Applying the principle of "feeding the grant by estoppel" under Section 43 of the Transfer of Property Act, the Supreme Court granted relief to a party, who was misled to purchase a property by erroneous representation of title by the vendor.
The appellant before the SC had instituted a title suit in 1995, seeking declaration of title over a plot. The plot was purchased by him on January 6, 1990, without noticing that it was declared as ceiling surplus land by the government two years ago. However, on September 14, 1990, the land was declared free of ceiling limit. Later, he effected mutation of the property in 1991.
Four years later, the vendor trespassed into the property and took over its possession. This led to the institution of the title suit.
Although the trial court decreed the suit, the first appellate court reversed it, holding that the vendor had no marketable title on the day of conveyance. The first appellate Court also came to the conclusion that the defendants' rights over the suit land also could not be established under Section 53A of the Transfer of Property Act. The judgment of first appellate court was confirmed by High Court in second appeal.
In the further appeal by the plaintiff, the SC bench of Justices L Nageswara Rao and M R Shah, accepted his claim.
Section 43 of the T.P. Act provides that where a person fraudulently or erroneously represents that he is authorised to transfer certain immovable property and professes to transfer such property for consideration, such transfer shall, at the option of the transferee, operates on any interest which the transferor may acquire in such property at any time during which the contract of transfer subsists.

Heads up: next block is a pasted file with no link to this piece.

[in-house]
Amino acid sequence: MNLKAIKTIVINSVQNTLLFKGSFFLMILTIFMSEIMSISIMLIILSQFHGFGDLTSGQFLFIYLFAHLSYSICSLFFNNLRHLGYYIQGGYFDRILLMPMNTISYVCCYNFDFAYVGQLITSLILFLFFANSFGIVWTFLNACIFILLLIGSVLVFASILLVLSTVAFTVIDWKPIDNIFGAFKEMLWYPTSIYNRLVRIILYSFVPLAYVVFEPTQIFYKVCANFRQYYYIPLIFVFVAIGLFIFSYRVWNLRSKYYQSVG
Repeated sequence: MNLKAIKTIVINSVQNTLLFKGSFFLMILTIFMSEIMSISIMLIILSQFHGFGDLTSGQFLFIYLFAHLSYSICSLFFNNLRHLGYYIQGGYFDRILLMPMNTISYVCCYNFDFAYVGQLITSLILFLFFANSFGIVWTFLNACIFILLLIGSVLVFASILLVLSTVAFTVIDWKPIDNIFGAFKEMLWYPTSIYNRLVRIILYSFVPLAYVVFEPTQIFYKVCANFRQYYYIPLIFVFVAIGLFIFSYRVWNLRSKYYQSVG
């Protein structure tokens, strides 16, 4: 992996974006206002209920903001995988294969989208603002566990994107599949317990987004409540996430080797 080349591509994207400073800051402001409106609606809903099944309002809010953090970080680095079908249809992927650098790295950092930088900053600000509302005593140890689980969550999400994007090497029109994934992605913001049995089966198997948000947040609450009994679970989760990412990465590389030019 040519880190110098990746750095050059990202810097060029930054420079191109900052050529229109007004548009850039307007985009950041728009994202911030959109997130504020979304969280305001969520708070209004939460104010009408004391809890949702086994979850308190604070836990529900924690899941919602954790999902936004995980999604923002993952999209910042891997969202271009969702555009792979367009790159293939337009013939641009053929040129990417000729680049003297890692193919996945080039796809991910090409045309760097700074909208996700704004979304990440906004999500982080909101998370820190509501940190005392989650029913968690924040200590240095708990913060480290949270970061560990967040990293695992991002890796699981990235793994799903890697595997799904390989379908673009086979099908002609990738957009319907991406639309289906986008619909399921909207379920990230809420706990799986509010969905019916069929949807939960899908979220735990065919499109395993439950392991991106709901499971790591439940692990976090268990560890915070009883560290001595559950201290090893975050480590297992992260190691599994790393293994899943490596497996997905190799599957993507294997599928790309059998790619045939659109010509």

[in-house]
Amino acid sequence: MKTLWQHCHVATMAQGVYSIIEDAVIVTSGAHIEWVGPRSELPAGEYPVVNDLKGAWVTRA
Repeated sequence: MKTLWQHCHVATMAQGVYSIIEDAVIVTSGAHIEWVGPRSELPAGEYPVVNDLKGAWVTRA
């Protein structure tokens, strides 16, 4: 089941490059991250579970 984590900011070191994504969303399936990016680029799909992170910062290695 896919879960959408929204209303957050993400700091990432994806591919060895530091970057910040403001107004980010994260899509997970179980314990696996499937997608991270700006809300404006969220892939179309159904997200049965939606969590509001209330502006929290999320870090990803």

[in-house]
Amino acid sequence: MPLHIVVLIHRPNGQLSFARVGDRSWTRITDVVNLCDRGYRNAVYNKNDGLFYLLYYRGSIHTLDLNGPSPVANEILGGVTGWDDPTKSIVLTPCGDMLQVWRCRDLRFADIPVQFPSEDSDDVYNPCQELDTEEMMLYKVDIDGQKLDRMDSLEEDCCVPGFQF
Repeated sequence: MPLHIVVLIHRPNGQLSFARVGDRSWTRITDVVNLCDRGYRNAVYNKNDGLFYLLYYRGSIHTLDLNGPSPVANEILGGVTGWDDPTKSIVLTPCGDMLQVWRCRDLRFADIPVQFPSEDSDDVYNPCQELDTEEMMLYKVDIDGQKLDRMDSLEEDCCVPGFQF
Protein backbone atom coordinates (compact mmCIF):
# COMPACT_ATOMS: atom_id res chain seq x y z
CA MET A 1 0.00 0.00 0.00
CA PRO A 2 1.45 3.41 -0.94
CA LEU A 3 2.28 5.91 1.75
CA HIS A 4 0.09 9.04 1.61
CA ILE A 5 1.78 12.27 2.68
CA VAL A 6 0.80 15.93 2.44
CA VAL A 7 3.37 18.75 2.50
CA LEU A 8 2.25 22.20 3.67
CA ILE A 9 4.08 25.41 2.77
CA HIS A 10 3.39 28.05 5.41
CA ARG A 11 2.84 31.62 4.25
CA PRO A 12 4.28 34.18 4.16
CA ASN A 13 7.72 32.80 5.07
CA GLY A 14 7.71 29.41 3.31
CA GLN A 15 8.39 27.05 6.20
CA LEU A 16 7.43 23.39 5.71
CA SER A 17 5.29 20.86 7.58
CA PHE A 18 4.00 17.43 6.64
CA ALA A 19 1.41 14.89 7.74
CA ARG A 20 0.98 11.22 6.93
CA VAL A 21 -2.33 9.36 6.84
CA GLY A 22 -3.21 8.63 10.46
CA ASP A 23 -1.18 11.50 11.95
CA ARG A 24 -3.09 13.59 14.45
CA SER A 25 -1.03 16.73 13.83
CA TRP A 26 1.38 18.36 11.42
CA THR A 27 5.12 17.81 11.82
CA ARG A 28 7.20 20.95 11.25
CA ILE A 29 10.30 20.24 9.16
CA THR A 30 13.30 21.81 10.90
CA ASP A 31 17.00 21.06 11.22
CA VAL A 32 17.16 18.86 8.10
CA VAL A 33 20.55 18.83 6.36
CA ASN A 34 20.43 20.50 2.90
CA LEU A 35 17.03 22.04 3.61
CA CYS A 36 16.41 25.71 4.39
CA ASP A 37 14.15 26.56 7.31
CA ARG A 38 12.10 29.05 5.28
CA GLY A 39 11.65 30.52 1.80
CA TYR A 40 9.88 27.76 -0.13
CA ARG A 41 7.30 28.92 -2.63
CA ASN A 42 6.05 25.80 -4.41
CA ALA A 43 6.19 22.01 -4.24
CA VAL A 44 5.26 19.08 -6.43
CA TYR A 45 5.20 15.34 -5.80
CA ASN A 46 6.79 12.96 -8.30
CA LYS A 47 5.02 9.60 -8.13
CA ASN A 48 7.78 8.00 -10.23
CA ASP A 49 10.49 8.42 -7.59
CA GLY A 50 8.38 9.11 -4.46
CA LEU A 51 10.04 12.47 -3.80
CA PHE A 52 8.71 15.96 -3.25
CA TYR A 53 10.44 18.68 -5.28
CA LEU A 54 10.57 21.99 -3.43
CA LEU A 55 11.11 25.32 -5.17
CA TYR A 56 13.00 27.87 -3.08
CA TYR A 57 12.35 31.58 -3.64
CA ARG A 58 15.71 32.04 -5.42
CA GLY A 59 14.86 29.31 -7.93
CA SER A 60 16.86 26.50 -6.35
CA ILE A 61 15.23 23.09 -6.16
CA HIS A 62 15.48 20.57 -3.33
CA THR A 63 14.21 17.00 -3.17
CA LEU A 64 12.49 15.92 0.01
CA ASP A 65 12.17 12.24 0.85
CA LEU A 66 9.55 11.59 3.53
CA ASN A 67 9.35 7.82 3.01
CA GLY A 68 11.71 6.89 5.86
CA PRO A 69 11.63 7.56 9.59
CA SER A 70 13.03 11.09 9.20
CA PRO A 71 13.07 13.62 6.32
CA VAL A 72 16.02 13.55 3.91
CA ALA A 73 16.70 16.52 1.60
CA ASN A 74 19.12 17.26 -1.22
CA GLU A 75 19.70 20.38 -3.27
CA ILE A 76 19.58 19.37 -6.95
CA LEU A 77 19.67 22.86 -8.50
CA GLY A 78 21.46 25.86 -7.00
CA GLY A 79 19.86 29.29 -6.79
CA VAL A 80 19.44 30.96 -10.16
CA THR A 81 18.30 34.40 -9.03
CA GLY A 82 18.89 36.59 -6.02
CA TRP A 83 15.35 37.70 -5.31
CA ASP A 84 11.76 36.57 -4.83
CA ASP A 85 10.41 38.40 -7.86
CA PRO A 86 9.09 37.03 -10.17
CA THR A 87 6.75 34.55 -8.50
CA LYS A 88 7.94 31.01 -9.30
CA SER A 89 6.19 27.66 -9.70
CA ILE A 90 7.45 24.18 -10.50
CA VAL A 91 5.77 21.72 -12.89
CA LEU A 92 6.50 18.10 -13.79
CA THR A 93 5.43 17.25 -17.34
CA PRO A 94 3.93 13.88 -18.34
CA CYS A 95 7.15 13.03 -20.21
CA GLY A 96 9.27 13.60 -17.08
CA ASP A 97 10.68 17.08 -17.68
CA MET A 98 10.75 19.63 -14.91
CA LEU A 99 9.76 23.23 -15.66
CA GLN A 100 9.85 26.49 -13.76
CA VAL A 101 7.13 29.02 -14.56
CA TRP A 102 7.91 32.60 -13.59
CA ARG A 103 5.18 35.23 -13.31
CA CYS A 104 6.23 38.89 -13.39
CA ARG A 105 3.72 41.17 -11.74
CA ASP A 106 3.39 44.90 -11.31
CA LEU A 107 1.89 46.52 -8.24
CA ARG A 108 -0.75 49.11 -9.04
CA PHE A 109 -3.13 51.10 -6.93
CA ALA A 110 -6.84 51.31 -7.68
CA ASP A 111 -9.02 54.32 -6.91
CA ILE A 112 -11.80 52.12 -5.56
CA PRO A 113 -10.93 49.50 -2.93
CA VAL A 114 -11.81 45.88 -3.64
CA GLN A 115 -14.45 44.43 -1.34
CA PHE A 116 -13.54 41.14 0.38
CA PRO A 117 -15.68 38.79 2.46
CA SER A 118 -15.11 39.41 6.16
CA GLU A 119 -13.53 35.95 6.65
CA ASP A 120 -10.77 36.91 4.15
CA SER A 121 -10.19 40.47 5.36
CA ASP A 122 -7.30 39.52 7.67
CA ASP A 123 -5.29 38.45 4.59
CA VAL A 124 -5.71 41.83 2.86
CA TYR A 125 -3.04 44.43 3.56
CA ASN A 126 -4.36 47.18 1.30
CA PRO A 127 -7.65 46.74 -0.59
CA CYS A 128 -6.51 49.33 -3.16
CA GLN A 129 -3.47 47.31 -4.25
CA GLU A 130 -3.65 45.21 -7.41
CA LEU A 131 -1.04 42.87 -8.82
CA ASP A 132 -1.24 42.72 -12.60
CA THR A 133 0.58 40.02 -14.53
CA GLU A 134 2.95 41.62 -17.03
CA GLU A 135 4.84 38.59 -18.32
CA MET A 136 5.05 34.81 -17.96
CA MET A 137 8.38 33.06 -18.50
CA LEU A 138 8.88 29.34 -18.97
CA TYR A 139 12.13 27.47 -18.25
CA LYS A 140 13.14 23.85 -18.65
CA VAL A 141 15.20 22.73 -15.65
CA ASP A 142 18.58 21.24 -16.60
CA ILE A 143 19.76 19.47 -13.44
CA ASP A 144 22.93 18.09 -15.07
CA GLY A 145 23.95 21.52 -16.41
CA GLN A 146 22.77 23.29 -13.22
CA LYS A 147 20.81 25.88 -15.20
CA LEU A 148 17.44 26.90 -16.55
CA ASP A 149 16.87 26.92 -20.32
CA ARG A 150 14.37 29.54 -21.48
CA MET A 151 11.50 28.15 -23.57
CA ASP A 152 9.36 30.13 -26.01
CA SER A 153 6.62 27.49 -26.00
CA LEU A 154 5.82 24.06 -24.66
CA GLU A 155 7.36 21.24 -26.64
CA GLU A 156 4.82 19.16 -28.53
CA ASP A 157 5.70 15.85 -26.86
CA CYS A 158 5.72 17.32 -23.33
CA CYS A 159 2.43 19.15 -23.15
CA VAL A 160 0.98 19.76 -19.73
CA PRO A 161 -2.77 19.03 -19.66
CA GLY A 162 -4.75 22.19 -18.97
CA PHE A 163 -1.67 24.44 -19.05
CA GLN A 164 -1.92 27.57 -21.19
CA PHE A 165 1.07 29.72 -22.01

Explaining the import of the Section, the judgment authored by Justice Shah held :
"Thus, if at the time of transfer, the vendor/transferor might have a defective title or have no title and/or no right or interest, however subsequently the transferor acquires the right, title or interest and the contract of transfer subsists, in that case at the option of the transferee, such a transfer is valid. In such a situation, the transferor cannot be permitted to challenge the transfer and/or the transferor has no option to raise the dispute in making the transfer".
The Court held that the intention behind Sectiomn 43 was based on the "principle of estoppel as well as the equity".
"The intention and objects seems to be that after procuring the money (sale consideration) and transferring the land, thereafter the transferor is estopped from saying that though he has sold/transferred the property/land on payment of sale consideration, still the transfer is not binding to him. That is why Section 43 of the T.P. Act gives an option to the transferee and not the transferor. The intention of Section 43 of the Act seems to be that no body can be permitted to take the benefits of his own wrong".
Referring to the judgments in Ram Pyare vs. Ram Narain and others and Jumma Masjid vs. Kodimaniandra Deviah, the Court held that to apply Section 43 TP Act, it was immaterial whether the transferor acted bona fide or fraudulently in making the representation.It is only material to find out whether the transferee has been misled. Because, Section 43 uses the words ""where a person fraudulently or erroneously represents".
Applying the principle in the case, the Court found that the vendor had acquired title over the property, when it was declared ceiling free after the sale.
Therefore, the appeal was allowed, declaring the rights of the plaintiff.